DeVorkin:

I didn’t see your name. So, was this your first contact with the idea of a large orbiting telescope.

Code:

Oh no, that part occurred much before.

DeVorkin:

That’s right. Meinel was director earlier.

Code:

Meinel was the first director. Nick Mayall was director when I was at Kitt Peak. Mayall was also an attendee at the Iowa study, and also in the Star report — what was that?

DeVorkin:

Star, that sounds familiar.

Code:

At the time that I was talking about the large telescope there was a paper that I had that came from a symposium at the American Astronomical Society meeting on the use of space.

DeVorkin:

That’s the conference?

Code:

Yes. Well, this paper here: Stellar Astronomy from a Space Vehicle, I had written first as part of a proposal that Aden Meinel submitted to NSF for a large telescope.

DeVorkin:

So that was two years before the Iowa study?

Code:

Yes.

DeVorkin:

Here’s the article. That’s the one we haven’t talked about that yet.

Code:

Yes. Okay, you see, just the very last paragraph talks about it.

DeVorkin:

Okay, page 284: “Longer range plans are being undertaken by AURA, directed toward a versatile precision telescope of large aperture, placed in a 24-hour orbit. Such an instrument would be capable of carrying out some of the more difficult and advanced research problems, and most likely following up the new and unexpected encounter in our first probes in extraterrestrial astronomy.” This didn’t refer to OAO.

Code:

No, no, that refers to the Kitt Peak space program.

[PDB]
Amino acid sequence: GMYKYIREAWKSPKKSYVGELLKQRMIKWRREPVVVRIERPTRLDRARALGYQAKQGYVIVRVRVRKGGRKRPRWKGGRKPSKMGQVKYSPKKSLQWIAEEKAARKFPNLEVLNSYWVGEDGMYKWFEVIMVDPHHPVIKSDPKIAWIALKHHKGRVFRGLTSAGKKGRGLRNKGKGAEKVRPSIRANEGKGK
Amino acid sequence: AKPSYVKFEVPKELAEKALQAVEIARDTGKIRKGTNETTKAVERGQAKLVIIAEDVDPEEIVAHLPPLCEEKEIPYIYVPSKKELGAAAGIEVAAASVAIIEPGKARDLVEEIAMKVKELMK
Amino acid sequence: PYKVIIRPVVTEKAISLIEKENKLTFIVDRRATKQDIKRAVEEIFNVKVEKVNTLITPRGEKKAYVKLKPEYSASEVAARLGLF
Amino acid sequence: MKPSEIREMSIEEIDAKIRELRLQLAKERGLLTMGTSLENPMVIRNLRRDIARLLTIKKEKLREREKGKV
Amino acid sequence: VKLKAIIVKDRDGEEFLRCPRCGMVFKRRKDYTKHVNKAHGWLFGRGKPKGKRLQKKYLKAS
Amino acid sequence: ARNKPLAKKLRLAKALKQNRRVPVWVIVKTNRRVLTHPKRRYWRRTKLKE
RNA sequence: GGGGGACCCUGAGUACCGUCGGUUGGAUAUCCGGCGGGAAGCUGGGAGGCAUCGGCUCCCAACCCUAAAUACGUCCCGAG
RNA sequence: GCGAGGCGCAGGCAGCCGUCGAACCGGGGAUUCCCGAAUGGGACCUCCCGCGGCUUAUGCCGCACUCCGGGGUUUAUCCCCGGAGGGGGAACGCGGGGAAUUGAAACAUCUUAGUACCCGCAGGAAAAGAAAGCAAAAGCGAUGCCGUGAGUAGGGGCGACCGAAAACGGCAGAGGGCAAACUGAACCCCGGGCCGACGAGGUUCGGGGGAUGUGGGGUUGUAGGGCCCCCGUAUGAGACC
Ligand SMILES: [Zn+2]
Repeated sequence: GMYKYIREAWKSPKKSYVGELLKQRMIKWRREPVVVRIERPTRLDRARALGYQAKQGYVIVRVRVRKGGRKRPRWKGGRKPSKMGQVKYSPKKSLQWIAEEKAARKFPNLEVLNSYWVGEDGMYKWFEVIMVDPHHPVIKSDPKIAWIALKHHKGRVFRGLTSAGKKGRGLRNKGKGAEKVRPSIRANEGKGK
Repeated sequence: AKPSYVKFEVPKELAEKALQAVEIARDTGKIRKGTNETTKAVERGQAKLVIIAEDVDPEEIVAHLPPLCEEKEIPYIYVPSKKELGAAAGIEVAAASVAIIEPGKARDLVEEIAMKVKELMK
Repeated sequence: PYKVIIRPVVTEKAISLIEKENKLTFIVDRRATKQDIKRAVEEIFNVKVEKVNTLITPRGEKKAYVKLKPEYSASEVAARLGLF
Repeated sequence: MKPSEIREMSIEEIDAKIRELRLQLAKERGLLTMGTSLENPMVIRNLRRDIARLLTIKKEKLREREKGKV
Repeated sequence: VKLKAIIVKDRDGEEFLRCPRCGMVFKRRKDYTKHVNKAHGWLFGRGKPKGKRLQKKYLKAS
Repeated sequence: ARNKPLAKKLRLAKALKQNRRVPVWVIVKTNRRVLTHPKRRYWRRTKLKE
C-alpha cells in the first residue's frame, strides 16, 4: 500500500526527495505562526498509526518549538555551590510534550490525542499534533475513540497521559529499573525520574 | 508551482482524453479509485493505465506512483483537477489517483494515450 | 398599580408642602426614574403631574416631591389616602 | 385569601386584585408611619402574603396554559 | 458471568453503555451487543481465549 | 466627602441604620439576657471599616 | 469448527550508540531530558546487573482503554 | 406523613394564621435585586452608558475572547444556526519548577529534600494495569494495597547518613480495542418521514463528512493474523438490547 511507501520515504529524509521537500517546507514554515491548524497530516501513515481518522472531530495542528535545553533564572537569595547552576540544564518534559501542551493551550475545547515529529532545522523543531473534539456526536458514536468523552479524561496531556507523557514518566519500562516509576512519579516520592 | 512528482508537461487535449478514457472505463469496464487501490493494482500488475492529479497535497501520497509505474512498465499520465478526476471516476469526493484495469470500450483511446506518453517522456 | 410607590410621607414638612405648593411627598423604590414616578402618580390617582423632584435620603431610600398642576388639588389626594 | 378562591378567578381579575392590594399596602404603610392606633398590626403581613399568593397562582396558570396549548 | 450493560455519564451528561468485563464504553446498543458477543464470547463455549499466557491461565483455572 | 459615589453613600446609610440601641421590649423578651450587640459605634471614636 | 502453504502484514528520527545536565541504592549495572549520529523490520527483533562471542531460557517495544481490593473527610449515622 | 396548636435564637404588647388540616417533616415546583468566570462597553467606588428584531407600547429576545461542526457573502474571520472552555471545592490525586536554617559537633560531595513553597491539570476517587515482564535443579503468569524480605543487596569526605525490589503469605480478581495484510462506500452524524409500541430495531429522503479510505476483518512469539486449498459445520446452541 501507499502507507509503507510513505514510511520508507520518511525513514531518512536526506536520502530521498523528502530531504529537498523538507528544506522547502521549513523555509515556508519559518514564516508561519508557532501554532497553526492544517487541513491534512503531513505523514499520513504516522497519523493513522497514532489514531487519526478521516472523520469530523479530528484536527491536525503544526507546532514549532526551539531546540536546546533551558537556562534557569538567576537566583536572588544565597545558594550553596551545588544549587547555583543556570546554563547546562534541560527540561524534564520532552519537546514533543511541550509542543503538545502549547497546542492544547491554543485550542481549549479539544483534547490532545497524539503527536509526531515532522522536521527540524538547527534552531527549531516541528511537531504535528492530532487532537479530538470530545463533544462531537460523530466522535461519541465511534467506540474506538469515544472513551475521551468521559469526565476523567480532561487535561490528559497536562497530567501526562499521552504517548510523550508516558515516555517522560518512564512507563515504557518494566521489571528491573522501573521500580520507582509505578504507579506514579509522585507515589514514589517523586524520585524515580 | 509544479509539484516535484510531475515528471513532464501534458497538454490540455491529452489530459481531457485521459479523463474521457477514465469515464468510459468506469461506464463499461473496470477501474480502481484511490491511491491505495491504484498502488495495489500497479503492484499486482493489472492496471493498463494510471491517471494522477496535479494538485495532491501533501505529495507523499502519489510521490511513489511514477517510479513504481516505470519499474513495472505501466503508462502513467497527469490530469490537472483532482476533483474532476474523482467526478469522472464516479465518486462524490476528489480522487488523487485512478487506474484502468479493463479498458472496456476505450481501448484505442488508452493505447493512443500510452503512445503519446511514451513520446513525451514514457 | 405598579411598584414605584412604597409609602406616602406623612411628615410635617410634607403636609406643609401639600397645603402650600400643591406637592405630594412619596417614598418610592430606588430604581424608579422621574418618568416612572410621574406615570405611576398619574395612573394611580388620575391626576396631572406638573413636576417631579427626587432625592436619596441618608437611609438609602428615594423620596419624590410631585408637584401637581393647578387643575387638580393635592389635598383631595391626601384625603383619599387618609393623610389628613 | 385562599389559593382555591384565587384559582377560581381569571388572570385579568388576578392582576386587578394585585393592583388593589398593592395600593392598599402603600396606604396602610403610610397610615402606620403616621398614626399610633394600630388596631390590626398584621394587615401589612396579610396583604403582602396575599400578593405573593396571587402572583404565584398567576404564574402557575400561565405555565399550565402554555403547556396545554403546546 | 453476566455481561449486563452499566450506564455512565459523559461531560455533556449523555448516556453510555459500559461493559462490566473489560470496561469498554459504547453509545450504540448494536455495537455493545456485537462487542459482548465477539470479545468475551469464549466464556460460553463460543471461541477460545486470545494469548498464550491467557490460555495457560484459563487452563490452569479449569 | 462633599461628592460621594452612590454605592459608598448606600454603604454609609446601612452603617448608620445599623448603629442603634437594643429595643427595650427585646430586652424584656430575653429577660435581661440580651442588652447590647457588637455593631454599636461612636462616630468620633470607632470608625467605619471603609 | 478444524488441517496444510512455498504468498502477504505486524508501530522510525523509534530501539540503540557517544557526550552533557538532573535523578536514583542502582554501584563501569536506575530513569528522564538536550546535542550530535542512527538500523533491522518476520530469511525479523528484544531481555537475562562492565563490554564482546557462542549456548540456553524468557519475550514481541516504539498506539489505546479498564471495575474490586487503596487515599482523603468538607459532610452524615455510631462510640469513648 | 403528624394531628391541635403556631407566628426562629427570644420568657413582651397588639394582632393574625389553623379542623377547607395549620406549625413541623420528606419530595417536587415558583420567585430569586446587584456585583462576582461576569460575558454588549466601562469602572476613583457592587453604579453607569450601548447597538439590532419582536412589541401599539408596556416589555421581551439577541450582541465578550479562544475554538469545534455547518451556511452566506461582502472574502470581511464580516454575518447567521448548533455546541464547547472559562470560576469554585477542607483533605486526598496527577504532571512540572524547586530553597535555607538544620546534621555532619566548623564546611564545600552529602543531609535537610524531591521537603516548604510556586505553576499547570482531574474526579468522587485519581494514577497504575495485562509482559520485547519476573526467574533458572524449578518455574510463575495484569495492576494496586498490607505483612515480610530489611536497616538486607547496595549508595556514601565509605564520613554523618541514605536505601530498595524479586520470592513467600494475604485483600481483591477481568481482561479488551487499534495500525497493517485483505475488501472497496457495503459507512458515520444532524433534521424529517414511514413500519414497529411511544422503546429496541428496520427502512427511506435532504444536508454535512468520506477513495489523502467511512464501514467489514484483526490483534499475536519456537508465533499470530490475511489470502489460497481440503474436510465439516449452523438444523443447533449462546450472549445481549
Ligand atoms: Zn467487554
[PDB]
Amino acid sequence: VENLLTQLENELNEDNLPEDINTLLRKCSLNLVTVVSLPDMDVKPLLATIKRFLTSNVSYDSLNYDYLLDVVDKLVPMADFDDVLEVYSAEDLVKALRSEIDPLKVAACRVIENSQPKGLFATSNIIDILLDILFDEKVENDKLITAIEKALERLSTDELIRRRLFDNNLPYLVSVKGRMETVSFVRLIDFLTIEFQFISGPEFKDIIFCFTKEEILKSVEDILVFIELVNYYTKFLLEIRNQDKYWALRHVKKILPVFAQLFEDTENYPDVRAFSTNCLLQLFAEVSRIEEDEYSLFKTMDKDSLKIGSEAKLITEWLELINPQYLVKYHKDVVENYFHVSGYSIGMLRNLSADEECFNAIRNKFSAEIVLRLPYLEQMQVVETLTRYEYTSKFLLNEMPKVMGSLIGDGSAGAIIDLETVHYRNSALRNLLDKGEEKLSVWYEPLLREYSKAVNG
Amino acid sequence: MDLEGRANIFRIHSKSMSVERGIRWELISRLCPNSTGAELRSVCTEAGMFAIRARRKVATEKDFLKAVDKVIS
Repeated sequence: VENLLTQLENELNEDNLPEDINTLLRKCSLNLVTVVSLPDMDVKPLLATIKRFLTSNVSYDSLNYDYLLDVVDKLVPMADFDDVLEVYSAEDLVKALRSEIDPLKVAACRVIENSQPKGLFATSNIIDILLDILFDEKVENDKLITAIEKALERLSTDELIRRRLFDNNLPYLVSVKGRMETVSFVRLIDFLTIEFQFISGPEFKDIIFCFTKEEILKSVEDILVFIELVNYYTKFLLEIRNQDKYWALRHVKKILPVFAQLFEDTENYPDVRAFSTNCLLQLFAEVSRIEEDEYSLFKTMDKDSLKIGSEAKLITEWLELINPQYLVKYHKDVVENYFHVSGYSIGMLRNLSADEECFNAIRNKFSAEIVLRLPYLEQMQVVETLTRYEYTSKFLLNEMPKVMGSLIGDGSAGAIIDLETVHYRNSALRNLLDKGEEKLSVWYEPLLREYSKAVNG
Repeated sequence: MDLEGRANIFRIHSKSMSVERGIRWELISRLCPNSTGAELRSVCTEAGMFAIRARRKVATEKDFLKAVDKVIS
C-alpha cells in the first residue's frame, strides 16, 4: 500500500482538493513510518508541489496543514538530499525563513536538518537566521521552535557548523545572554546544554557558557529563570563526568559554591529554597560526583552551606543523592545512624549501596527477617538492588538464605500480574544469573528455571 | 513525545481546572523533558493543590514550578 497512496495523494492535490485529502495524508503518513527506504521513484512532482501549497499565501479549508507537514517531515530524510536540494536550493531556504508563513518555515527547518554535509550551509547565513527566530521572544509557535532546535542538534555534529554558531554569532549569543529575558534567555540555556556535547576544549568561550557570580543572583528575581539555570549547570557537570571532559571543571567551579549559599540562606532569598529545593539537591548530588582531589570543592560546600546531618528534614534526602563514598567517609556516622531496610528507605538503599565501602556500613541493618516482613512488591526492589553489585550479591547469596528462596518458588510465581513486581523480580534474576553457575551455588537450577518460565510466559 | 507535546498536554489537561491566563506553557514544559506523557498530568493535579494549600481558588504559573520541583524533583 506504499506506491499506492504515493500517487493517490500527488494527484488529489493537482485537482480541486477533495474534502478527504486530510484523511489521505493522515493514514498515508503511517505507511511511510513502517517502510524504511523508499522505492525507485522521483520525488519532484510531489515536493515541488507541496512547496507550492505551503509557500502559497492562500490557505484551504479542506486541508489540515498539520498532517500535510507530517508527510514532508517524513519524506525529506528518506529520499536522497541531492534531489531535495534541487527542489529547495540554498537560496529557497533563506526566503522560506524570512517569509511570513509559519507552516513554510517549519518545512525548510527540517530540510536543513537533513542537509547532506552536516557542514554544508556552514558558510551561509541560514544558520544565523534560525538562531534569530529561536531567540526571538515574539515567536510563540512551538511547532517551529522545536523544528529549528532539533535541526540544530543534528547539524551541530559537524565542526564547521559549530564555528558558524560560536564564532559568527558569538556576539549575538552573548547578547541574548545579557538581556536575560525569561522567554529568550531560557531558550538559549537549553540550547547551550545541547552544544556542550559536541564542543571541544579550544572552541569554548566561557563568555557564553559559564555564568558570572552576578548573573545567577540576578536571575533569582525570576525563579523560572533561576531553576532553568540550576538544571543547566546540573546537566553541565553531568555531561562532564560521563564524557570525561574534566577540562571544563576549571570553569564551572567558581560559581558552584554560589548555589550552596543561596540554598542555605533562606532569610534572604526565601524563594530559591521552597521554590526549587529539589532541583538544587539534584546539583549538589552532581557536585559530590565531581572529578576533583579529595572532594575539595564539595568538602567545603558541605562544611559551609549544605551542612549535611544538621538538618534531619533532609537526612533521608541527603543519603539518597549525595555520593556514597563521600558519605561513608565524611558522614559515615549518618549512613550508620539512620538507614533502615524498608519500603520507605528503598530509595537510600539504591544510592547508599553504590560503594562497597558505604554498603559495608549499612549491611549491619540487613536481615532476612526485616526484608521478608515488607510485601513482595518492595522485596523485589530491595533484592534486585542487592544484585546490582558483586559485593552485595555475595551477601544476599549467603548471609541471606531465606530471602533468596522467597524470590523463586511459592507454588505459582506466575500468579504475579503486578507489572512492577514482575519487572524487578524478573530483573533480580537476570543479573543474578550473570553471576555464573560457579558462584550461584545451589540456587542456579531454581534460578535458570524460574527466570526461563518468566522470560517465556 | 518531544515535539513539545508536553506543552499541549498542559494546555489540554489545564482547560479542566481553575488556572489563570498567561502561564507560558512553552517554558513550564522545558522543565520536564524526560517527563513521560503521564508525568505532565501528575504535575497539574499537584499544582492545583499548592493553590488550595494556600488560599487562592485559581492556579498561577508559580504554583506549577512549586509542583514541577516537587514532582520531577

DeVorkin:

Okay, which included a large 200-inch-class telescope.

Code:

AURA actually got a contract from NSF to start this study. There was an interagency meeting, in which it was agreed that after they got to the development and launch phase, that NASA would fund it.

DeVorkin:

Your actual visits to Kitt Peak were much later, 1967 and 1969.

Code:

Yes. This is much earlier.

DeVorkin:

Oh, so your getting involved in the Kitt Peak Space Divison was while you were at Wisconsin?

Code:

Oh sure, right. I was a member of the AURA board from the very beginning. And I was the chairman of what was called the Scientific Committee at the time that Aden Meinel wanted to do this. By this time there was a Space Divison that had been in existence for awhile with Joe Chamberlin as the director, and we concentrated primarily on rocket flights, although they did have some proposals for small Explorer satellites. There was a change in philosophy after Aden left. No longer was it dedicated to a large orbiting telescope.

DeVorkin:

Yes, I understand. But that’s an interesting interlude that I wasn’t aware of, and it’s not presently discussed in any of the short histories that are coming out. And I would like to find out more about it.

Code:

Okay, I’ve got copies of the proposals and other material on that stage.

DeVorkin:

Well, it’s about time to finish up, so for next time then, we should discuss your preparations for the successful flight and the science that you did with it; the reception of the astronomical community of that science. We should also in a little broader view talk about the science that you were doing and what you saw was going to be your participation in space astronomy after the OAO series, what you would look forward to after that. Is that a reasonable direction to go in?

Code:

I think so.

DeVorkin:

That you very much.

Session I | Session II